The first thing you notice about the University of Maine’s opponent in the second round of the Football Championship Subdivision playoffs is that Jacksonville State has a heck of an offense.

The Gamecocks average 41.1 points and 499 yards per game. They’re led by sophomore quarterback Zerrick Cooper, a transfer from Clemson who has thrown for 3,051 yards and 30 touchdowns.

But look more closely, and you’ll see that Jacksonville State also has a heck of a defense. The Gamecocks give up only 22.3 points per game and are ranked in the Top 20 in four defensive categories, including a nation’s-best third-down defense.

So it’s no surprise when Maine Coach Joe Harasymiak says, “They have our full attention.”

Maine (8-3) will play Jacksonville State (9-3) at noon Saturday at Alfond Stadium in Orono. It will be Maine’s second home playoff game in its history. The Black Bears know they’ll be tested.

“There are only talented teams left,” said Harasymiak, of the remaining 16 playoff teams. “They’re no different. They were champions in their league. They have playoff experience, we don’t. Their offense is very explosive … their defense is similar in style to ours – they’re aggressive and they challenge you.”


Jacksonville State, one of three teams to qualify for the last six FCS playoffs (the others being North Dakota State and South Dakota State), won the Ohio Valley Conference championship. Unlike Maine’s Colonial Athletic Association title, this wasn’t a surprise. While Maine was picked to finish eighth in the CAA’s preseason poll, the Gamecocks were picked to finish first. And behind its potent offense, Jacksonville State surged to its 16th consecutive winning season.

Cooper set school records for touchdown passes and passing yards. Wide receiver Josh Pearson has a school-record 17 touchdown catches – also the most in Division I college football this season – and 1,061 receiving yards.

The Gamecocks need just 12 yards against Maine to go over 6,000 yards in total offense for the season.

“They’re talented in a lot of spots,” said Harasymiak. “We’re going to have to make a lot of one-on-one plays when the ball is in the air.”

And in last week’s 34-27 comeback win over East Tennessee State in the FCS first round, Jacksonville State also got its running game going, something that might be very important with the Gamecocks coming up to chilly Maine. Sophomore Jaelen Greene became the first running back to rush for over 100 yards in a game this season, with 121 rushing yards. Jacksonville State averaged 7.2 yards per rush.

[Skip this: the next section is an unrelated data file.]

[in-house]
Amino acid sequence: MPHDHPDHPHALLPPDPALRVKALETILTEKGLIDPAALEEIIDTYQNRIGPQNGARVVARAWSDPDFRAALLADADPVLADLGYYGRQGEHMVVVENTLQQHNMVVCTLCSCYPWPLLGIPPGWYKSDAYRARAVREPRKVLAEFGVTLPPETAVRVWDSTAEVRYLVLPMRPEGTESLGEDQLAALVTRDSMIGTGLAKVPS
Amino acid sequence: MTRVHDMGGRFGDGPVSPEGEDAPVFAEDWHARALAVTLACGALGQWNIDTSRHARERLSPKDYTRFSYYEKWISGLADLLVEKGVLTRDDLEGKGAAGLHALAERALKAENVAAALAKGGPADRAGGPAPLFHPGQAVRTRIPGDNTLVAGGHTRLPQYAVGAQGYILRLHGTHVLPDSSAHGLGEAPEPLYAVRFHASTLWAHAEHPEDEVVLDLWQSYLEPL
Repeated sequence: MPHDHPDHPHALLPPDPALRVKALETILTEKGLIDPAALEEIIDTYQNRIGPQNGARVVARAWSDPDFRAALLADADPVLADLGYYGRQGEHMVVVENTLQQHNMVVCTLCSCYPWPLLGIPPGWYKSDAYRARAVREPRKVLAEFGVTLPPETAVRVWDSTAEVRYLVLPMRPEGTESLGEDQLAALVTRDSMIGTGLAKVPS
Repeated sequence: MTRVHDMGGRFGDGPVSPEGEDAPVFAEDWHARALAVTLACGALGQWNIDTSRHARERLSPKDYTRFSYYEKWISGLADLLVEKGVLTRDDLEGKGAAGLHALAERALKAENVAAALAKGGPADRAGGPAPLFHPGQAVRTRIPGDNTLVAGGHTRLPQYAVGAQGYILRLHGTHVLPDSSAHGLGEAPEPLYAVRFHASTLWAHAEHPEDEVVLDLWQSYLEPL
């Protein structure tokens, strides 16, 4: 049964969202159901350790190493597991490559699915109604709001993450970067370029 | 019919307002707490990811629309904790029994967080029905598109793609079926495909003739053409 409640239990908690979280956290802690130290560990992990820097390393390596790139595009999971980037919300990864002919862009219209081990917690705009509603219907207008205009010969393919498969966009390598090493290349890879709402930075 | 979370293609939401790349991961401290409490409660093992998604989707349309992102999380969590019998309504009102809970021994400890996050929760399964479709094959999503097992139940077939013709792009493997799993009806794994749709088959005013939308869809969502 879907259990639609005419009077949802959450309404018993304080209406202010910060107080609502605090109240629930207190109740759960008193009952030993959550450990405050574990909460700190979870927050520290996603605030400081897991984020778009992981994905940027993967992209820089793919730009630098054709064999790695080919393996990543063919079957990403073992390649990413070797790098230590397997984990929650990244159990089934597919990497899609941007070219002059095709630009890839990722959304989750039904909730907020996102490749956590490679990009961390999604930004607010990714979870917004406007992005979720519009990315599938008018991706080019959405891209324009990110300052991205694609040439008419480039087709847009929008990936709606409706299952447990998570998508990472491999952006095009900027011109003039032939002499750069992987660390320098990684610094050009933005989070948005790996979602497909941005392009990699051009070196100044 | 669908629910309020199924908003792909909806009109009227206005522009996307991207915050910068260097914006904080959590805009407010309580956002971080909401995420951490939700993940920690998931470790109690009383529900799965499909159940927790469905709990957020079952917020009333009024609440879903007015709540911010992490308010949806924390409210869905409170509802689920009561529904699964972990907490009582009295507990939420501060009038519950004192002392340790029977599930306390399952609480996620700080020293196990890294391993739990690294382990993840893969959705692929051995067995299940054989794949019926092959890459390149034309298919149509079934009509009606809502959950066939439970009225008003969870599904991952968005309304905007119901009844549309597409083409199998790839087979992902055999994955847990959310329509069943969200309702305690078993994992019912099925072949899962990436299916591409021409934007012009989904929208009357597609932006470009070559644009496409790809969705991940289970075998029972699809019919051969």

Jacksonville State Coach John Grass knows how important it will be to get Greene, along with redshirt freshman Michael Matthews, involved against Maine, which has the nation’s second-best rush defense, allowing 73.4 yards per game. Greene led the Gamecocks with 707 rushing yards and Matthews (40 yards on three rushes last week) had 397.


“Both those guys are playing at the level we thought they could play at all year,” said Grass. “They’re such a young group. We knew they were going to grow as the year went on. We have played four or five guys there all year, which is why we had no guy over 100. But those two have really started playing at a different level.”

Maine’s defense has faced great offenses before, Yale and Towson State, in particular. The Black Bears lost at Yale (12th best total offense in the nation) but won at Towson (18th).

“I’m confident the competition we’ve seen all year has us ready for playoff football,” said Harasymiak.

Defensively, Jacksonville State probably doesn’t get as much credit as it deserves. It plays an aggressive style that can lead to big plays by the opponent. But the Gamecocks often make game-changing plays. They have scored four defensive touchdowns, fifth in the FCS. And if you get into long-yardage situations on third down, good luck. Jacksonville State has allowed only 42 first downs on 170 chances, an astounding .247 percentage.

Grass said his offense and defense go “hand in hand. We try to be a solid defense. We want to be a top 10, top 5 in the country every year. That’s the key to winning a championship. You’ve got to start on that side of the ball first.

“This is going to be two really good defenses going at each other. Maine’s defense is as good as any we’ve played. It’s going to be a classic game.”

Linebacker Jalen Choice leads JSU with 81 tackles and 10.5 tackles for a loss. Safety Marlon Bridges follows with 61 tackles (along with two interceptions), linebacker Quan Stoudemire has 60 and safety Traco Williams has 58 (along with 8.5 tackles for a loss and a team-high four interceptions).

“They’re a talented, talented defense,” said Maine quarterback Chris Ferguson. “They’ve got a lot of playmakers, guys who run to the ball, make tackles, make plays in the pass game. We’ve just got to continue to be us, continue to do what we’re doing.”

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